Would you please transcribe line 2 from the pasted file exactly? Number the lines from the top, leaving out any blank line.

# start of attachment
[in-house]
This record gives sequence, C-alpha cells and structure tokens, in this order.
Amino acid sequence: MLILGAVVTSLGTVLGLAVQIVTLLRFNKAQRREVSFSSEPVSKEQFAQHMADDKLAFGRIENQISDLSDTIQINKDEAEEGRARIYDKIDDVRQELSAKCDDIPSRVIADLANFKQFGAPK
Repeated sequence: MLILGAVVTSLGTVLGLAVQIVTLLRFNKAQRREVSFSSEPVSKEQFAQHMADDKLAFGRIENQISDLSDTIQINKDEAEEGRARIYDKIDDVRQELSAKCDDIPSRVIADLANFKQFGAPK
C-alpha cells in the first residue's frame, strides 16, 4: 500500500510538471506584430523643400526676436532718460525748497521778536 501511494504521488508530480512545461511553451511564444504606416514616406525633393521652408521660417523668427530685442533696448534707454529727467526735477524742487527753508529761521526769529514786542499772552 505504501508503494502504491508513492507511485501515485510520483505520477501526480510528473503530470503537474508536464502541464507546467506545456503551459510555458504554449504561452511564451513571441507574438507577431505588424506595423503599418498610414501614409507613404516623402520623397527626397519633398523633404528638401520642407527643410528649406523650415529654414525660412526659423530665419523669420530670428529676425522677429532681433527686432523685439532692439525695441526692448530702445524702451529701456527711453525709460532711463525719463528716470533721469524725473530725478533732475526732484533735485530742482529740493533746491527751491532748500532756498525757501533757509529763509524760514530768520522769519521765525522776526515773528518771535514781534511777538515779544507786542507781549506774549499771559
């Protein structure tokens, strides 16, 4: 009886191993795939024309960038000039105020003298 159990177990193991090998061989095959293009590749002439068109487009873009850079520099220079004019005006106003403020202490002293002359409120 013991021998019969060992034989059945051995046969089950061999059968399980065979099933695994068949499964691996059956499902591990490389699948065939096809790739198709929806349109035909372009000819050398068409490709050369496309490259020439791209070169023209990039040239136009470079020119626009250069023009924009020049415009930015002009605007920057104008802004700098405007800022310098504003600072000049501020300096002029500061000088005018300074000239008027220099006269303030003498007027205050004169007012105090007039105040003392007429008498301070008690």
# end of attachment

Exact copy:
This record gives sequence, C-alpha cells and structure tokens, in this order.